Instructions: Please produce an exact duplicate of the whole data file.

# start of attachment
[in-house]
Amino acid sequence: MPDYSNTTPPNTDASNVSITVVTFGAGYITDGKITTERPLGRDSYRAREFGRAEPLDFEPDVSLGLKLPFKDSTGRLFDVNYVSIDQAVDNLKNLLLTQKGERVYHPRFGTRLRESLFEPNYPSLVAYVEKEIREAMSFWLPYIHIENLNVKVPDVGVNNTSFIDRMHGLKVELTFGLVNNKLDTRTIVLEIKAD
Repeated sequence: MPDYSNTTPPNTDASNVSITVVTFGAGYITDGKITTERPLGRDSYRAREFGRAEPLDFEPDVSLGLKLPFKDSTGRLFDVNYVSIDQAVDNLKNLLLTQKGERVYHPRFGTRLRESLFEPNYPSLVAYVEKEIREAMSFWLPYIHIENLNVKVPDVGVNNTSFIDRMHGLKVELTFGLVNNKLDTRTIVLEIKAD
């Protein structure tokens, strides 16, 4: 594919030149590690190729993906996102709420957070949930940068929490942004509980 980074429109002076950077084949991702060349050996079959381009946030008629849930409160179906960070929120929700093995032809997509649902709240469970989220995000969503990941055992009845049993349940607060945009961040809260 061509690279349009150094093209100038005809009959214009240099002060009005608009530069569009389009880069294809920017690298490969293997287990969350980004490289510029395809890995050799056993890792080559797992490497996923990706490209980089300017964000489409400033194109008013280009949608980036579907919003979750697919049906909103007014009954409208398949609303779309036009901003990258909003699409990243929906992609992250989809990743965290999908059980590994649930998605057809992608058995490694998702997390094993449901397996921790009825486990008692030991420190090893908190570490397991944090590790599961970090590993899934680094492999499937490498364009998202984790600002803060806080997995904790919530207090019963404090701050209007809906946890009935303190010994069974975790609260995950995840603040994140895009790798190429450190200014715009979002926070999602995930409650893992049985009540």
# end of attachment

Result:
[in-house]
Amino acid sequence: MPDYSNTTPPNTDASNVSITVVTFGAGYITDGKITTERPLGRDSYRAREFGRAEPLDFEPDVSLGLKLPFKDSTGRLFDVNYVSIDQAVDNLKNLLLTQKGERVYHPRFGTRLRESLFEPNYPSLVAYVEKEIREAMSFWLPYIHIENLNVKVPDVGVNNTSFIDRMHGLKVELTFGLVNNKLDTRTIVLEIKAD
Repeated sequence: MPDYSNTTPPNTDASNVSITVVTFGAGYITDGKITTERPLGRDSYRAREFGRAEPLDFEPDVSLGLKLPFKDSTGRLFDVNYVSIDQAVDNLKNLLLTQKGERVYHPRFGTRLRESLFEPNYPSLVAYVEKEIREAMSFWLPYIHIENLNVKVPDVGVNNTSFIDRMHGLKVELTFGLVNNKLDTRTIVLEIKAD
């Protein structure tokens, strides 16, 4: 594919030149590690190729993906996102709420957070949930940068929490942004509980 980074429109002076950077084949991702060349050996079959381009946030008629849930409160179906960070929120929700093995032809997509649902709240469970989220995000969503990941055992009845049993349940607060945009961040809260 061509690279349009150094093209100038005809009959214009240099002060009005608009530069569009389009880069294809920017690298490969293997287990969350980004490289510029395809890995050799056993890792080559797992490497996923990706490209980089300017964000489409400033194109008013280009949608980036579907919003979750697919049906909103007014009954409208398949609303779309036009901003990258909003699409990243929906992609992250989809990743965290999908059980590994649930998605057809992608058995490694998702997390094993449901397996921790009825486990008692030991420190090893908190570490397991944090590790599961970090590993899934680094492999499937490498364009998202984790600002803060806080997995904790919530207090019963404090701050209007809906946890009935303190010994069974975790609260995950995840603040994140895009790798190429450190200014715009979002926070999602995930409650893992049985009540």